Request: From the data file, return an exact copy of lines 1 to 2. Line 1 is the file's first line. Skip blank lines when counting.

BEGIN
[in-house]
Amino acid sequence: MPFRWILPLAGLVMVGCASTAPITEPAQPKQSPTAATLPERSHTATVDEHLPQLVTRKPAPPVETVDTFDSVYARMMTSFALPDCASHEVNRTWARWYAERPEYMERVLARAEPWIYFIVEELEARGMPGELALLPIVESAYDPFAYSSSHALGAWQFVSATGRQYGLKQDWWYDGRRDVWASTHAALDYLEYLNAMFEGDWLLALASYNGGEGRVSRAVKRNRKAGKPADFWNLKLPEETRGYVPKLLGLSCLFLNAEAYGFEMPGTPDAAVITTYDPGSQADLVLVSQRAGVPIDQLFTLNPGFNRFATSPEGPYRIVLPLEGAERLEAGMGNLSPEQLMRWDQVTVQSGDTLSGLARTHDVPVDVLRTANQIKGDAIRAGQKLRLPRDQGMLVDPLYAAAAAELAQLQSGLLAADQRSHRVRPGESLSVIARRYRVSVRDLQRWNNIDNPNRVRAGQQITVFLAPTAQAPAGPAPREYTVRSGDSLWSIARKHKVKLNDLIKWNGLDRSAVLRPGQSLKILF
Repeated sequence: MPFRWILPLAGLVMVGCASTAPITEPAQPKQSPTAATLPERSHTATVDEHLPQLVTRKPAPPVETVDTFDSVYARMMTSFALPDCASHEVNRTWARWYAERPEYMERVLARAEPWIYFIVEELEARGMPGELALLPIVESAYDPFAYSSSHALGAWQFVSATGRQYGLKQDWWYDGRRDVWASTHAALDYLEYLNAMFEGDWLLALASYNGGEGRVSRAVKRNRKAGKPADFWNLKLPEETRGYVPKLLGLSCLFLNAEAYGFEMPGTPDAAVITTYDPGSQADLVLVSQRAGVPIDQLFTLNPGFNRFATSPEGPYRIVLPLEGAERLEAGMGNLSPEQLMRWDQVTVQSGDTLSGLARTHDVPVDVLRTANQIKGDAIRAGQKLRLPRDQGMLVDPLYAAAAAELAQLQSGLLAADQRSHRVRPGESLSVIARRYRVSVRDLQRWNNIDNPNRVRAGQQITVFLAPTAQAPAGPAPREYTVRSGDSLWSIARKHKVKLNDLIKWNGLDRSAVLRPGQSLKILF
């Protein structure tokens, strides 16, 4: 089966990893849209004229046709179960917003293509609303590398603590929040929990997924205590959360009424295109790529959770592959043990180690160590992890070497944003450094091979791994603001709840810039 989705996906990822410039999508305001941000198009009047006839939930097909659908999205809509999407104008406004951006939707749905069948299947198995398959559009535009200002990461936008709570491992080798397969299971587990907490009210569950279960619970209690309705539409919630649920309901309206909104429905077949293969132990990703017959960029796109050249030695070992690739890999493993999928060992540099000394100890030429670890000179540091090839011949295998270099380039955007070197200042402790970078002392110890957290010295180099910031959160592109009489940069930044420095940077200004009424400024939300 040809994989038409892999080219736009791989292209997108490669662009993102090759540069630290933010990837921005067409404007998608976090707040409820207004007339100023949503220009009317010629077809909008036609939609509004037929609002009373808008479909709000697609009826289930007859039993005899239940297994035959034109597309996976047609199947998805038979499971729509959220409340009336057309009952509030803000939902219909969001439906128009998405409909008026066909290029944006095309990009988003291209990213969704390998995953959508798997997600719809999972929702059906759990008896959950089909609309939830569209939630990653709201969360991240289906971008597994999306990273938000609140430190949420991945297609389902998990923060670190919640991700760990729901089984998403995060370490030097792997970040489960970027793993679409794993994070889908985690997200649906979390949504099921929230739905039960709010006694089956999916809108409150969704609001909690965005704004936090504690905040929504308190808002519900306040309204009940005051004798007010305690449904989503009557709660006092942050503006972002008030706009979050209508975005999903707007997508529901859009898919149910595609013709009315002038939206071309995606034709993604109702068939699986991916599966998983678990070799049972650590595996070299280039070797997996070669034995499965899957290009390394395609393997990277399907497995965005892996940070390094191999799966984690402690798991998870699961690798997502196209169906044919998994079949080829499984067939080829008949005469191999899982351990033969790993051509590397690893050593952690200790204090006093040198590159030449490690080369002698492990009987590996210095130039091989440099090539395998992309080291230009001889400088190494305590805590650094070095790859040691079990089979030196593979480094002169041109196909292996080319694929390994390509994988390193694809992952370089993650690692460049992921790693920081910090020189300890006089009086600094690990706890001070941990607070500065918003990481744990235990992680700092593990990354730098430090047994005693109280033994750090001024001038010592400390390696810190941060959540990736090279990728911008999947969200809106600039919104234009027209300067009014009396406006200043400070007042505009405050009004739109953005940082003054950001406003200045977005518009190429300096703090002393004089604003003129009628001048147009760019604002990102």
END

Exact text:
[in-house]
Amino acid sequence: MPFRWILPLAGLVMVGCASTAPITEPAQPKQSPTAATLPERSHTATVDEHLPQLVTRKPAPPVETVDTFDSVYARMMTSFALPDCASHEVNRTWARWYAERPEYMERVLARAEPWIYFIVEELEARGMPGELALLPIVESAYDPFAYSSSHALGAWQFVSATGRQYGLKQDWWYDGRRDVWASTHAALDYLEYLNAMFEGDWLLALASYNGGEGRVSRAVKRNRKAGKPADFWNLKLPEETRGYVPKLLGLSCLFLNAEAYGFEMPGTPDAAVITTYDPGSQADLVLVSQRAGVPIDQLFTLNPGFNRFATSPEGPYRIVLPLEGAERLEAGMGNLSPEQLMRWDQVTVQSGDTLSGLARTHDVPVDVLRTANQIKGDAIRAGQKLRLPRDQGMLVDPLYAAAAAELAQLQSGLLAADQRSHRVRPGESLSVIARRYRVSVRDLQRWNNIDNPNRVRAGQQITVFLAPTAQAPAGPAPREYTVRSGDSLWSIARKHKVKLNDLIKWNGLDRSAVLRPGQSLKILF